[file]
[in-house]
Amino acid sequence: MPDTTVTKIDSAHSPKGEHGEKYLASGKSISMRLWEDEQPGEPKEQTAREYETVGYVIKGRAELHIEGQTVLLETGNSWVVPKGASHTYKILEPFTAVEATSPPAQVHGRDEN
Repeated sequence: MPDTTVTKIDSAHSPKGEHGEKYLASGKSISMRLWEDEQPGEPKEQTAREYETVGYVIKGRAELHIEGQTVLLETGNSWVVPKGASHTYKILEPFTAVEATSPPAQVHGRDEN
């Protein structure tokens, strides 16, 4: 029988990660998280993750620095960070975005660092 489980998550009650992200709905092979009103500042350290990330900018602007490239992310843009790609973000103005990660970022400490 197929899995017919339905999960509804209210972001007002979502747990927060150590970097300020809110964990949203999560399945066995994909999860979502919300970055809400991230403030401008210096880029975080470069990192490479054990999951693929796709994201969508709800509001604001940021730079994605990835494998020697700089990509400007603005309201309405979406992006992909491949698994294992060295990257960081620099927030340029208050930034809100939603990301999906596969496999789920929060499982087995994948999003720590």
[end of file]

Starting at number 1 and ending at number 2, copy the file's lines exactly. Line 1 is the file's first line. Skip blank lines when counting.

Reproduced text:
[in-house]
Amino acid sequence: MPDTTVTKIDSAHSPKGEHGEKYLASGKSISMRLWEDEQPGEPKEQTAREYETVGYVIKGRAELHIEGQTVLLETGNSWVVPKGASHTYKILEPFTAVEATSPPAQVHGRDEN